posted Tuesday April 29th, 2014
The other day Sophie, Ray and I went for a walk. Sophie walked between us, and one point reached out and grabbed each of our hands.
“Will we go for walks like this our whole lives?” I asked, saying it as much to myself as to Sophie.
“No,” she said matter-of-factly. “I’ll go for walks with my husband and our kids and our dogs.”
“Sounds good to me,” I said, smiling over her head at Ray. Hey, it could happen. “So who will you marry, Sophie?”
“Niall from One Direction,” she said a little impatiently. (We’ve been over this before.)
“So you don’t want to marry someone with Down syndrome?”
“Yes, if Niall from One Direction has Down syndrome.”
Got it. Sophie’s hot and cold on the DS thing. Sometimes she’ll see a person at the mall she thinks has it (this becomes awkward when the person does not) and want to approach them to ask. She has a couple girl crushes at Special Olympics. And she adored the leads in Detour Theater Company’s production of “Hairspray” a few months ago. (Detour is our local theater company for adults with developmental disabilities.)
Still, I was surprised when she announced who she wanted to be for the fifth grade wax museum. Every year, each fifth grader at Sophie’s school chooses a character to portray. I believe it’s supposed to be a historical figure, but apparently it’s good enough if it’s a real person, because Sophie came home yesterday ready to research Lauren Potter.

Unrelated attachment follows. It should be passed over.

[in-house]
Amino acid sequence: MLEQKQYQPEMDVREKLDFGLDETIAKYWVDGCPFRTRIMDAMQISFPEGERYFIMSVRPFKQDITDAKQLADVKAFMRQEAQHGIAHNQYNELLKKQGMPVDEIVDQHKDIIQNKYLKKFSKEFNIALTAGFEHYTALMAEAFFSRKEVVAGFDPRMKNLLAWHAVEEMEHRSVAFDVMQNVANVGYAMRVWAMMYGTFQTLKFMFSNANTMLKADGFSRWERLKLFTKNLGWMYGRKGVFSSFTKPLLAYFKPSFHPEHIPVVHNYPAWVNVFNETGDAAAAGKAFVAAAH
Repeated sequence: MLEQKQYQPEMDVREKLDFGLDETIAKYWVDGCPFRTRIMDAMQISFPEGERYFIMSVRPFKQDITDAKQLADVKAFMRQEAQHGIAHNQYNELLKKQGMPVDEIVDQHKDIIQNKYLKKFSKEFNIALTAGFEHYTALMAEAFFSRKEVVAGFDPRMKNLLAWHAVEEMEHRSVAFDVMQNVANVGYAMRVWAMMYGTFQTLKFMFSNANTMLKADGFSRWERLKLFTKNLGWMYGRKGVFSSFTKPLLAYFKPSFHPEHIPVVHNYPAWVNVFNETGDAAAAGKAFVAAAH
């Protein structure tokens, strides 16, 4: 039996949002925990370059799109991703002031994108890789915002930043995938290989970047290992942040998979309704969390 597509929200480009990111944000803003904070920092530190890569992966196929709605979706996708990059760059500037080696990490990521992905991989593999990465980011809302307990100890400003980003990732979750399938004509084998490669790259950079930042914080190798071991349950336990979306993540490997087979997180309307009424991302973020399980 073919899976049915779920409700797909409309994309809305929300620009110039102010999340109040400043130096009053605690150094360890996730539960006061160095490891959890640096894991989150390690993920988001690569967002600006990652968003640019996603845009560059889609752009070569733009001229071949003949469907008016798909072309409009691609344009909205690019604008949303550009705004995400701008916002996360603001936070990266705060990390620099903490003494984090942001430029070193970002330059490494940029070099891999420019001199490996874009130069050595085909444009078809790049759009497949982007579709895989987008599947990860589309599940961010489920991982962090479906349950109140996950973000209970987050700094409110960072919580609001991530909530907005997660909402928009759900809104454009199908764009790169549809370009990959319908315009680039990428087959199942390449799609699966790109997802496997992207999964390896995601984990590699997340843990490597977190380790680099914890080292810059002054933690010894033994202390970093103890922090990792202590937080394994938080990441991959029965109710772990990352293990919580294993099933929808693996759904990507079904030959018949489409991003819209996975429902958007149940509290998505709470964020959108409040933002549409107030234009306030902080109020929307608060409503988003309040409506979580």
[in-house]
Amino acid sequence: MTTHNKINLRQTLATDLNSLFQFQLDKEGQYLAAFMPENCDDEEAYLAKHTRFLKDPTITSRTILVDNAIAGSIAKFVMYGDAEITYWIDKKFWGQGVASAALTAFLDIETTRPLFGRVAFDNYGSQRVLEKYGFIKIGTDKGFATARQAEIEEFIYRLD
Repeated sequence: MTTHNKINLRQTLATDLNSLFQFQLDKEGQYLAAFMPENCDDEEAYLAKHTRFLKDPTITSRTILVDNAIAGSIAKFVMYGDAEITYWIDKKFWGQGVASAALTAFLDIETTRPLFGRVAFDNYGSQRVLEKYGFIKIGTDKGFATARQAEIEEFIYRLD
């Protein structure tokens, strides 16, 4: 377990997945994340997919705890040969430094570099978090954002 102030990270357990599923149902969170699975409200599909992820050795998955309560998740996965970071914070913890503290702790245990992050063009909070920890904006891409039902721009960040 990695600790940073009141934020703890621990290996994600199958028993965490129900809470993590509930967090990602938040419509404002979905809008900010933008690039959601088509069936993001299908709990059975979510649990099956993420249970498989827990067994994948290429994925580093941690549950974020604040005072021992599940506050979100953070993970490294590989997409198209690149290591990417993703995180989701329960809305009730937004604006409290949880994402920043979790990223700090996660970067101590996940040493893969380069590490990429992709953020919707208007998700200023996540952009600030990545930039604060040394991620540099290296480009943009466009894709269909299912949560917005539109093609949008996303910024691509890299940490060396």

I didn’t recognize the name right away either. Lauren Potter plays Becky, the character on the popular (and somewhat inappropriate) television show Glee.
“Why do you want to be her?” I asked Sophie.
“Because she’s Down syndrome and she’s a cheerleader!”
“Has Down syndrome,” I said under my breath.
I asked about two of Sophie’s best girlfriends. One is going to be Anne Frank; the other, Justin Bieber.
Did you know that there’s a special Wikipedia-like Glee web site? There is. I now know that Lauren Potter’s favorite color is red and her favorite book is Twilight.
“She wears glasses like me and likes spicy food — just like Daddy!” Sophie announced this morning, carefully going through the several-page entry.
I bought the costume on eBay; later we’ll get a presentation board and put together details of Potter’s life. Much of her resume details her advocacy work. I bet she’d be pleased that Sophie wants to portray her. Or would she be?
“Look!” Sophie said, pointing to Lauren Potter’s photo. “We look alike!”
Yes — and no. For so long, I’ve wanted to Sophie to be comfortable having Down syndrome, to relate to others with it. Now she shows a sign that she is, and it makes me feel uneasy, like she’s settling, ready to be typecast. Why can’t she dream about marrying Niall? When I was her age, I wanted to marry Shaun Cassidy (okay, I might have been a little younger) and I didn’t have to worry about his genetic make-up.
As usual, I need to get over myself.
Unlike a museum, our world is full of moving parts. A work in progress. Nothing is set in stone — or wax.